As soon as the clock strikes midnight on October 1st, a wave of pink rushes in. Pink ribbons. Pink yogurt lids. Pink yoga mats. Pink everything.
No one likes cancer and most people have had someone they care about in their life be affected by a cancer diagnosis. Which is why when Breast Cancer Awareness Month arrives every October, countless consumers are eager to show their support by attending walkathons, sharing social media posts to spread awareness, and making purchases with brands that advertise they’ll donate proceeds of that sale to breast cancer charities or research.
What’s not to love about this month? A lot actually. Many breast cancer survivors have complicated feelings about Breast Cancer Awareness Month—and for good reason. Keep reading for some insight into why this month is problematic, even though it’s full of good intentions.
October Can Be Triggering for Survivors
Even once active treatment ends, breast cancer survivors can feel the effects of their breast cancer diagnosis and everything that came after—especially when it comes to stress, fear, and anxiety. Four straight weeks of reminders of their diagnosis can be very triggering. While some may find Breast Cancer Awareness Month to be an empowering time, others can be forced to recall traumatic moments from their past. Breast Cancer Awareness Month has a wide spread reach and when every form of media and major retailer is consumed by awareness and fundraising initiatives, it can be hard to avoid reminders of a painful time in their life that was most likely dominated by fear and uncertainty.
Representation is Lacking
While it’s understandable that marketing campaigns designed to spread awareness of breast cancer, screening, and treatment options, take an optimistic approach, many breast cancer survivors feel isolated by these advertisements. This is especially true for those who have been diagnosed with metastatic Stage 4 breast cancer.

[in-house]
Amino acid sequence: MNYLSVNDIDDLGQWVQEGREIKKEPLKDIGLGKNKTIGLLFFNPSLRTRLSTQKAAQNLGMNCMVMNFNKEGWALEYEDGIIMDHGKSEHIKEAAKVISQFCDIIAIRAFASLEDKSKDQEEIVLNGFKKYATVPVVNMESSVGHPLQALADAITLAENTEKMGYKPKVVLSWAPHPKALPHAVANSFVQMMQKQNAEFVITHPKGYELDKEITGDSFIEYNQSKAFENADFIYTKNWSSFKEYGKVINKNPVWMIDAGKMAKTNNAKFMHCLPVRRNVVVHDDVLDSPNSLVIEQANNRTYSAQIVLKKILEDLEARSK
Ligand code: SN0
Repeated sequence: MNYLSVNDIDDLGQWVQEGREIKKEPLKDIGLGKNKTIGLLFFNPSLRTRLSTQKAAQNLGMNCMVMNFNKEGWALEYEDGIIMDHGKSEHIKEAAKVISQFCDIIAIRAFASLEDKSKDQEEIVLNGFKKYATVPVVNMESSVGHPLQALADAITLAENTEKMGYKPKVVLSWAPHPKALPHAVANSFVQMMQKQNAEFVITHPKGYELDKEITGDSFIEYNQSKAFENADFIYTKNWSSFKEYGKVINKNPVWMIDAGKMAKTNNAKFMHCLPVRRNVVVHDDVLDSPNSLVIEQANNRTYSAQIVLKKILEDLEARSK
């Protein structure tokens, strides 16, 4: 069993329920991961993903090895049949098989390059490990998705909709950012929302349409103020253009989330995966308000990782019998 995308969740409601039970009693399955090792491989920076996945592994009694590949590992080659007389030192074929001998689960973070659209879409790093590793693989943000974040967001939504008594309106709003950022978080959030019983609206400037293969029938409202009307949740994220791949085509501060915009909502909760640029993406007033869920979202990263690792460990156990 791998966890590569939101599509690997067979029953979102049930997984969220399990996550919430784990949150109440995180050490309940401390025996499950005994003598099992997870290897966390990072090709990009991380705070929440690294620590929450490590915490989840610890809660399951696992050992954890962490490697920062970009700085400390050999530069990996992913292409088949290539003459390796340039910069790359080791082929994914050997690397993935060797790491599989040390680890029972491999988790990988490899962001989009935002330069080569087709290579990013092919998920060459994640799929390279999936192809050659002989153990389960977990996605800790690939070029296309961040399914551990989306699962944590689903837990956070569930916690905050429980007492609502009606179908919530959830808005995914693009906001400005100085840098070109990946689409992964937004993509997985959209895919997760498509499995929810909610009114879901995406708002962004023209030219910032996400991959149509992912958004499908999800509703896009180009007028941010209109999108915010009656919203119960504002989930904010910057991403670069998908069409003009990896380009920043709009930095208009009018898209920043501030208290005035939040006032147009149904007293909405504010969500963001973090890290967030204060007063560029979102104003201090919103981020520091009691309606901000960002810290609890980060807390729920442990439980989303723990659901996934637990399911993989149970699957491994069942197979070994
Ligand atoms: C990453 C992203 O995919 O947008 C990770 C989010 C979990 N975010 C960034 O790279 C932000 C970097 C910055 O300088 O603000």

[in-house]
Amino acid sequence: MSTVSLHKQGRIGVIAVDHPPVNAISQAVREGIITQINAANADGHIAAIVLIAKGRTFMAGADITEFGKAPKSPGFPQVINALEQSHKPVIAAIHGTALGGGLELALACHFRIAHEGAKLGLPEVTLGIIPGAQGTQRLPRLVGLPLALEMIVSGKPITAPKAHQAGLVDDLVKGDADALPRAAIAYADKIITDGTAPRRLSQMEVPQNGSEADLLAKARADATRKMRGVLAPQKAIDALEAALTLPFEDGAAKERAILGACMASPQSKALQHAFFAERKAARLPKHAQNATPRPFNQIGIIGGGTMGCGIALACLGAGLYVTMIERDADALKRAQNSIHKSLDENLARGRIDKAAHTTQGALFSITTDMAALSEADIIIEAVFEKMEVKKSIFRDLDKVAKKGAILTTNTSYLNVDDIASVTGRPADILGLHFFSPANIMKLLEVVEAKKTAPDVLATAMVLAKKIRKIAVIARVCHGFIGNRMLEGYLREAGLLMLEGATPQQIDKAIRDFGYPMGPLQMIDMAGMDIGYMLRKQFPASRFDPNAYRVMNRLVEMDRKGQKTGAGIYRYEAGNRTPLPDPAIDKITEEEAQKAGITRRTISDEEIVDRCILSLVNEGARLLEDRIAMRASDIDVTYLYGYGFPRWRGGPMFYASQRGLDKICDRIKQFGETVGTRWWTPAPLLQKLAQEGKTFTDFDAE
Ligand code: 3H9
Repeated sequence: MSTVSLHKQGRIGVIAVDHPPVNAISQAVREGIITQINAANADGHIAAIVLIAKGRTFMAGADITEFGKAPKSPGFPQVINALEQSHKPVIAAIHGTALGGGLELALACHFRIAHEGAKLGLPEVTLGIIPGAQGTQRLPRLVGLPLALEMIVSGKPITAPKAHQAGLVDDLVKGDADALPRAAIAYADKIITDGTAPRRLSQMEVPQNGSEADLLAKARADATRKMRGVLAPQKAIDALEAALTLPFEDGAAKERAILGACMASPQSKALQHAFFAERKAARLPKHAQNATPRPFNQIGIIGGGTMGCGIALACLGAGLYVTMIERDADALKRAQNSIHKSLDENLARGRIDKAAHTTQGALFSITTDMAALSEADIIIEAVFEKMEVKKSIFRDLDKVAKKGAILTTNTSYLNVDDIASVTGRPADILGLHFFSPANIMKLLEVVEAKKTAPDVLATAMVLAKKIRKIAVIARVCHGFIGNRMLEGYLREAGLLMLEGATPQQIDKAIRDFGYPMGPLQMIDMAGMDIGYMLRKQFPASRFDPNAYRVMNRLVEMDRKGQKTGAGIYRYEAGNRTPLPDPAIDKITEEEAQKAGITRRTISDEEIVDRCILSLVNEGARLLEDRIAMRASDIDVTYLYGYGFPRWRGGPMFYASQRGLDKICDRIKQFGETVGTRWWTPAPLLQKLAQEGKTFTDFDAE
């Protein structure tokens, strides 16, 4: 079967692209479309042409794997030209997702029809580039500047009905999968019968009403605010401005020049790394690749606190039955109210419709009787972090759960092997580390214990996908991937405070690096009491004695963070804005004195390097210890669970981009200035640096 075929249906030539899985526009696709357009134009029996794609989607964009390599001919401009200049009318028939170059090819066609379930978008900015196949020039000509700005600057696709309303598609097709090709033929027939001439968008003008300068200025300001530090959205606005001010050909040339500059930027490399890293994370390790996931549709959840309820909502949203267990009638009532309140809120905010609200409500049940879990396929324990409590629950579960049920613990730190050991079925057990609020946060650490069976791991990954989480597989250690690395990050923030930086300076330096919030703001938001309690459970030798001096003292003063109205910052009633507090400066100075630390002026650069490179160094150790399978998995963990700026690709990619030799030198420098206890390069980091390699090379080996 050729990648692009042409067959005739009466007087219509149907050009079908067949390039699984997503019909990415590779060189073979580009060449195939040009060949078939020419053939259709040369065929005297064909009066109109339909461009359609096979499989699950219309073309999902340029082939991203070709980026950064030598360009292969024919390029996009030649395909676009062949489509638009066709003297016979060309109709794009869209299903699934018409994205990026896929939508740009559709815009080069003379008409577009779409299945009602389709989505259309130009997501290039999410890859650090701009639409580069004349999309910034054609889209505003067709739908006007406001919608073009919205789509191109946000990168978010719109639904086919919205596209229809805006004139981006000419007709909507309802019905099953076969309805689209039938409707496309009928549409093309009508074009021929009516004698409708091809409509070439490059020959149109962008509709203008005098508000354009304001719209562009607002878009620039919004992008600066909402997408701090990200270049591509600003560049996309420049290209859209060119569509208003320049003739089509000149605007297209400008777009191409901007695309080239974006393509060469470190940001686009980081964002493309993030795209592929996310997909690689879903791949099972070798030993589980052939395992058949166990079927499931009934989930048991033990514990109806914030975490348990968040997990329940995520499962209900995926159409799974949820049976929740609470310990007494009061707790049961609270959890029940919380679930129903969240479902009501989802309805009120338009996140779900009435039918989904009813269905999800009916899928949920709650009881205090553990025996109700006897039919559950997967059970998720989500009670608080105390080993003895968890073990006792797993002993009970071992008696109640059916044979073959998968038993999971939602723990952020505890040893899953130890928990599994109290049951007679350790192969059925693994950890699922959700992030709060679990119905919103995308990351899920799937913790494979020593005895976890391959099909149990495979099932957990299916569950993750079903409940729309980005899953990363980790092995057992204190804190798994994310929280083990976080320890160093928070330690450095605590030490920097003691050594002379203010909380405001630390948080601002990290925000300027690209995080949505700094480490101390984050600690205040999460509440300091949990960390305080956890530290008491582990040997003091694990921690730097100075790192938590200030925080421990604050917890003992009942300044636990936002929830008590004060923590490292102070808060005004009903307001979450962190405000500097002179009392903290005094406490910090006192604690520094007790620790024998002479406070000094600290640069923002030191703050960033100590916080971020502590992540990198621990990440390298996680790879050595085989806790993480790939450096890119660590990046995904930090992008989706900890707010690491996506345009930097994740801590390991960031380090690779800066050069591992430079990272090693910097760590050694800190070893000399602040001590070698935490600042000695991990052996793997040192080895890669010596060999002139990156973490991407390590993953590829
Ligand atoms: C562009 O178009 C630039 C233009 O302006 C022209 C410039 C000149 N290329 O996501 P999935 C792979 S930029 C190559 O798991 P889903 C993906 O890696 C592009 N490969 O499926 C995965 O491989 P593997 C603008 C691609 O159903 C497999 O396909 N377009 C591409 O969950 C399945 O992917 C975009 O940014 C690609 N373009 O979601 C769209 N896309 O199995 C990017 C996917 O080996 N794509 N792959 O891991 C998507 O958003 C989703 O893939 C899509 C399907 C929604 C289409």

A desire to remain positive often leads to excluding many metastatic patients from these important conversations. If part of the goal of Breast Cancer Awareness Month is to make survivors feel seen—this goal is falling short.
October is Only 31 Days
For breast cancer survivors, breast cancer is top of mind 365 days a year, not just 31. There’s no denying that it’s important to spread awareness, but it’s also easy to see why some breast cancer survivors feel like an afterthought during the other 11 months of the year. Having support turn on and off like a light switch doesn’t sit well with many breast cancer survivors and increases the performative feel of Breast Cancer Awareness Month.
Charitable Initiatives are Often Performative
Speaking of performative actions, the charity initiatives brands embrace during Breast Cancer Awareness Month are performative in many ways. A 2010 Cone Cause Evolution study found that 93% of consumers would switch to cause-supporting brands if presented with that option. Brands know that if they slap a sticker on the front of their product that says they’ll donate money to Breast Cancer causes, that customers are more likely to choose to buy their product over another similar option. Why not choose the one that will give money to a good cause?
The issue here is that there are no rules surrounding disclosing how much of a sale is actually being donated and these brands can be quite misleading about their intentions. Often, they stand to gain a lot by advertising their products in conjunction with some sort of charitable initiative. Not to mention, some major Breast Cancer charities are known for not doing as much with the money they receive as they could (hint—check out some of their CEO’s salaries).
It’s no wonder that breast cancer patients and survivors may have complicated feelings during Breast Cancer Awareness Month. This is just a reminder that, no matter what you are feeling this October, your feelings are valid and you aren’t alone.